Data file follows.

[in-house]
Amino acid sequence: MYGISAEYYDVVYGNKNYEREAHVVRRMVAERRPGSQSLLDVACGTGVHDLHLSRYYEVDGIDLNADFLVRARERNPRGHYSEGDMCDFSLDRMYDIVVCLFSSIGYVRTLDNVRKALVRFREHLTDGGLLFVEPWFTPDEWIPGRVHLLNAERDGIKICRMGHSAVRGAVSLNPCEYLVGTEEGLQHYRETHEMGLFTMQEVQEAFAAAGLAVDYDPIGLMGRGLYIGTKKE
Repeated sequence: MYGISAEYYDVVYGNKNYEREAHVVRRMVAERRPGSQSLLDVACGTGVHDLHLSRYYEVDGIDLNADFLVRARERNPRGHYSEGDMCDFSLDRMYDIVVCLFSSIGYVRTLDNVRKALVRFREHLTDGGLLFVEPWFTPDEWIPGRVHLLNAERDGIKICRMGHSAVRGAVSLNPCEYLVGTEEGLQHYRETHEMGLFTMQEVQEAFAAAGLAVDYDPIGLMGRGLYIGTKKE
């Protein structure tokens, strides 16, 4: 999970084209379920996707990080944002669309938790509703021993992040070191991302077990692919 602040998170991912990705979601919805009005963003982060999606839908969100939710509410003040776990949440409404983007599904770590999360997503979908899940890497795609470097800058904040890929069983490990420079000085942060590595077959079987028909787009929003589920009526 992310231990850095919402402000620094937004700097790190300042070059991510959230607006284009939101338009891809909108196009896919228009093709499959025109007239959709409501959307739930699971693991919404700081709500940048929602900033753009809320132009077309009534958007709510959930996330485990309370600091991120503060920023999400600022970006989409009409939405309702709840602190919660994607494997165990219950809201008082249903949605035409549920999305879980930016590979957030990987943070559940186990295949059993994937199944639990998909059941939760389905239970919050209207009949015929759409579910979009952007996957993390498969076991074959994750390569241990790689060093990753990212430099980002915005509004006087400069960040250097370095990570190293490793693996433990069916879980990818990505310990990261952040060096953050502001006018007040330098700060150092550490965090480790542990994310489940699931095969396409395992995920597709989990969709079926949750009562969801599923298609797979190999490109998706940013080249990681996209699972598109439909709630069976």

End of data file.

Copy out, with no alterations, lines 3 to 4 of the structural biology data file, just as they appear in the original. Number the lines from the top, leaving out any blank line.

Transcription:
Repeated sequence: MYGISAEYYDVVYGNKNYEREAHVVRRMVAERRPGSQSLLDVACGTGVHDLHLSRYYEVDGIDLNADFLVRARERNPRGHYSEGDMCDFSLDRMYDIVVCLFSSIGYVRTLDNVRKALVRFREHLTDGGLLFVEPWFTPDEWIPGRVHLLNAERDGIKICRMGHSAVRGAVSLNPCEYLVGTEEGLQHYRETHEMGLFTMQEVQEAFAAAGLAVDYDPIGLMGRGLYIGTKKE
């Protein structure tokens, strides 16, 4: 999970084209379920996707990080944002669309938790509703021993992040070191991302077990692919 602040998170991912990705979601919805009005963003982060999606839908969100939710509410003040776990949440409404983007599904770590999360997503979908899940890497795609470097800058904040890929069983490990420079000085942060590595077959079987028909787009929003589920009526 992310231990850095919402402000620094937004700097790190300042070059991510959230607006284009939101338009891809909108196009896919228009093709499959025109007239959709409501959307739930699971693991919404700081709500940048929602900033753009809320132009077309009534958007709510959930996330485990309370600091991120503060920023999400600022970006989409009409939405309702709840602190919660994607494997165990219950809201008082249903949605035409549920999305879980930016590979957030990987943070559940186990295949059993994937199944639990998909059941939760389905239970919050209207009949015929759409579910979009952007996957993390498969076991074959994750390569241990790689060093990753990212430099980002915005509004006087400069960040250097370095990570190293490793693996433990069916879980990818990505310990990261952040060096953050502001006018007040330098700060150092550490965090480790542990994310489940699931095969396409395992995920597709989990969709079926949750009562969801599923298609797979190999490109998706940013080249990681996209699972598109439909709630069976």